Dear Gossips, 

It was a week ago this morning that Christian Cooper, while bird watching, encountered Amy Cooper (no relation) in Central Park and asked her to put her dog on leash so as to stop disturbing the wildlife. Christian’s life was then put in danger when Amy called the cops to report that “there’s an African American man threatening my life”. Later on that evening, a police officer in Minneapolis killed George Floyd. And since then, there have been protests against racism and police brutality around the world, from Los Angeles to New York to Toronto to Montreal to London to Berlin and more. Here’s Van Jones this weekend on the relationship between the Amy Cooper incident and George Floyd’s murder: 


“Even the most liberal well-intentioned white person has a virus in his or her brain that can be activated at an instant.” Racism is a disease. And as Kathleen wrote last week in her piece for Refinery29, “for Black people in the U.S. and Canada, the emotional toll of this (COVID-19) virus is compounded by the pandemic of racism”. It’s not just Americans though. And it’s not just white people. 

Amy Cooper is Canadian. In Toronto last week, Regis Korchinski-Paquet, a young black woman who was in distress, died after police were called to her apartment. And one of the four police officers involved in the killing of George Floyd is Asian. He has not been charged. So this is me, a well-intentioned Asian Canadian with a platform of my own, telling you that non-Black people of colour, who are often discriminated against, can also discriminate and be racist. After all, I am a citizen of a world that’s been shaped by white supremacy. Which means that I have been conditioned in white supremacy. And as a member of the so-called “model minority, my white-adjacency has afforded me a privilege that has protected me from so much of the trauma that the Black and Indigenous communities in North America confront every day. This proximity to whiteness and its false promise of equality functions like a trap: Asians have been used by racism itself to uphold white supremacy and to oppress others. So in the end, there’s only one winner – whiteness.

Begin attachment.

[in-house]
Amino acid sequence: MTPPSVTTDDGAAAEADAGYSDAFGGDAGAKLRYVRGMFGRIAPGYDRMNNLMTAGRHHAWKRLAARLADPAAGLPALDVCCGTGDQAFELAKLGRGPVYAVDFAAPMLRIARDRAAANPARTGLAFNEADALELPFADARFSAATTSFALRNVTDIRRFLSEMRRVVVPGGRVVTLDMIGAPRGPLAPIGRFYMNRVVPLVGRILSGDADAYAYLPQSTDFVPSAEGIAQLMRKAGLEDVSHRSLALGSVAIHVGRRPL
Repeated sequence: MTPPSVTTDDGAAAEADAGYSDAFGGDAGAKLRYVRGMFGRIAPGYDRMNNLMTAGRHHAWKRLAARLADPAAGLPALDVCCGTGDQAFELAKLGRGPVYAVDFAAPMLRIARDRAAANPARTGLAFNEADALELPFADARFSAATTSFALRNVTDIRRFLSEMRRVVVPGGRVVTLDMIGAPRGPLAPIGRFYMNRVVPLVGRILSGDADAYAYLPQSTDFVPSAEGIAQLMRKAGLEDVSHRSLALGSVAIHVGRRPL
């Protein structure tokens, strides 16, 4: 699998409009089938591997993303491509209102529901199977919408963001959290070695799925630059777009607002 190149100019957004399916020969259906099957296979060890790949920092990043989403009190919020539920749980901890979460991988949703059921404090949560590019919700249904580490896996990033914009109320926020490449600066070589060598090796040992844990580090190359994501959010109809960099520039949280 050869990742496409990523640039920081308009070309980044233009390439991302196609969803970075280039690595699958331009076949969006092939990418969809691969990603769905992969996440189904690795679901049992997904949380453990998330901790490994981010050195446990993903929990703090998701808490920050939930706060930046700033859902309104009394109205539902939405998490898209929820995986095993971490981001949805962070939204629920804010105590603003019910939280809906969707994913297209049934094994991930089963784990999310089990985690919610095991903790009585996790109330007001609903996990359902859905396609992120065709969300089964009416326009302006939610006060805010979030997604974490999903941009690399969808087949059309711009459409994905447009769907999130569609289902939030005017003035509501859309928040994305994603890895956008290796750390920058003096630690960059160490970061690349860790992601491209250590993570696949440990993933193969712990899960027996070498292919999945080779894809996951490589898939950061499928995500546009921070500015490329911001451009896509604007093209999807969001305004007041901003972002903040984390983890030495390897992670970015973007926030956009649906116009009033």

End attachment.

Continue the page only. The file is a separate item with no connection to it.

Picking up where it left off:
For Asians as well as white people then, if we want to practise true allyship, and if we want to be part of the solution, it means confronting this truth, recognising the bias in ourselves, and working every day to remove that conditioning from our perspectives. And, of course, this is scary. No one wants to admit that they can be racist; it’s a vile thing to admit to ourselves about ourselves. But the racism virus exists in a large majority of us because of the status quo. As Robin DiAngelo, who wrote the book White Fragility, said, “white people hold constitutional power”– which means that our worldview has been influenced through that lens. So it’s actually more insulting to deny the existence of our biases because it invalidates the experience of Black and Indigenous people and gaslights their pain. Denial is in itself a form of oppression. 


Recognising our biases and identifying them is, at the very least, a way to acknowledge the injustice inflicted upon marginalised peoples, and it’s how we can begin to actually make a difference. That’s when the work can really start. And I think that’s what probably many of us were wrestling with this weekend: what can we do, how can we help? What’s the work? Well, work is the key. The work is getting uncomfortable. It may mean that you get eyerolled at the work meeting. It could mean that you’ll lose followers on Instagram who are “bored” or whatever with all your advocacy posts. It could mean that you’ll turn away visitors on your website because they came for the gossip and are over your constant “nagging”. It might mean that you lose sponsorships because brands don’t want to be associated with you. It’s acknowledging how we have inadvertently contributed. It’s understanding that complacency makes you complicit. And it’s also understanding that allyship is not perfect. We are going to make mistakes. Those mistakes are going to be embarrassing. The criticism is going to hurt. But not as much as it hurts to die.

If you are able, please click here to contribute to the Justice For Regis fund to help her family seek justice for her death. 

Yours in gossip,